So this morning I woke up and checked my phone to find that Facebook were advertising ‘International Day of the Girl’ with the option to add a frame to your profile picture to show your support. As an avid user of social media myself I am not unaware of the negative effects and changes it has had to society. However, its ability to empower us as individuals to act as global citizens to bring a sense of an international community is impressive.
The first celebration of ‘International Day of the Girl’ was declared by the United Nations on October the 11th in 2012, making this its fifth observance. It marks a day where its observance allows international awareness and support of gender inequalities that are faced by girls worldwide on a daily basis, predominantly in developing countries. It recognises that for every girl around the World each deserves equal access to health
care, education and basic human needs. The celebration holds an importance in the progress of the third Millennium
Development Goal (“MDG”) to ‘Promote Gender Equality and Empower Women’. The MDG’s have now ended with the summit of 2015 and even though they were all not met, some progress was made. The MDG 3 predominantly led to improved females education with about 23 of developing countries having achieved gender parity in primary education.
The current Sustainable Development Goals (“SDG’S”) aim to follow on and further the progress of the MDG’s. The fifth SDG aims to ‘Achieve gender equality and empower all women and girls’ by 2030. The most visible difference between MDG 3 and SDG 5 for gender equality is the addition of ‘girls’ to the goal where such prominent gender inequalities prevail in such customs as child marriage. Additionally, there are now more defined focuses under gender equality with 5 targets on a varying range of aspects in comparison to the previous one target. Whilst progress in female access to education, participation in parliament, child marriage rates and maternal deaths is continuing to improve. Gender equality still remains a persistent challenge for countries worldwide and remains a dominant obstacle to sustainable development.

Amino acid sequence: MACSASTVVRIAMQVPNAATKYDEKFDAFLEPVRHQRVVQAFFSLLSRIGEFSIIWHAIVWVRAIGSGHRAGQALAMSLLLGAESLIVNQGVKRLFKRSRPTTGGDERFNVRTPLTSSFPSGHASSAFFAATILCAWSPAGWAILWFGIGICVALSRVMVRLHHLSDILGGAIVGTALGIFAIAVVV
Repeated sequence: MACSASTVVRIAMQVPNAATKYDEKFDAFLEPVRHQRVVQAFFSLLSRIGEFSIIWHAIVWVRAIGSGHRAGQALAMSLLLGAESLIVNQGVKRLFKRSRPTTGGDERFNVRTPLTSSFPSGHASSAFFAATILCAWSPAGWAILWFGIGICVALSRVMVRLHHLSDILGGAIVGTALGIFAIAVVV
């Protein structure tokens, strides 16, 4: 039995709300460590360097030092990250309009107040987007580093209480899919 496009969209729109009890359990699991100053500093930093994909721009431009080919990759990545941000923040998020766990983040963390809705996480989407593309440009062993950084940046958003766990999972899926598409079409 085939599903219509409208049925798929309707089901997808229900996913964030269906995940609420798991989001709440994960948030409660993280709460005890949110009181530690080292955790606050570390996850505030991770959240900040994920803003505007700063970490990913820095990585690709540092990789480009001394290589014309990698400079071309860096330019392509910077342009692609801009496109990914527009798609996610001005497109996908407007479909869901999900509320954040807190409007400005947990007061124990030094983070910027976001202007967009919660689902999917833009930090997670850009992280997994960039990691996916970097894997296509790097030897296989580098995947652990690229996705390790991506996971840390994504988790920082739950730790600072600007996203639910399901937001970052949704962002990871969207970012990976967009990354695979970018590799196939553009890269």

- 52 countries are still yet to make the vital commitment to guaranteeing equality between men and women in their constitutions.
- 63 countries still have the legal age of marriage lower for women than for men.
- Human trafficking, physical and sexual violence continues to disproportionately affect women and girls.
Today the Guardian has released a short video to show the challenges of our unequal world to promote International Day of the Girl. The video shows some shocking statistics of gender inequalities that are present before birth and throughout life which is reality for many females worldwide. I thoroughly recommend watching the 2 minute video. World leaders have promised through the SDG’s that they will end gender inequality by 2030 but predictions by current progress show that it will take over 100 years. As the video says “Girls of the World will be watching”. The fifth SDG is due to be reviewed at the high-level political forum next year, 2017, so I am excited and hopeful to see continued and heightened progress.
I think we often neglect to realise how lucky we are that we have had the same upbringings as our brothers, received full education, are able to enter employment and have the freedom to marry and have children when we please. This for others would be a privilege that they could only dream of. Gender equality needs to be continued to be observed, acknowledged and addressed to continue the fight against the unjust reality.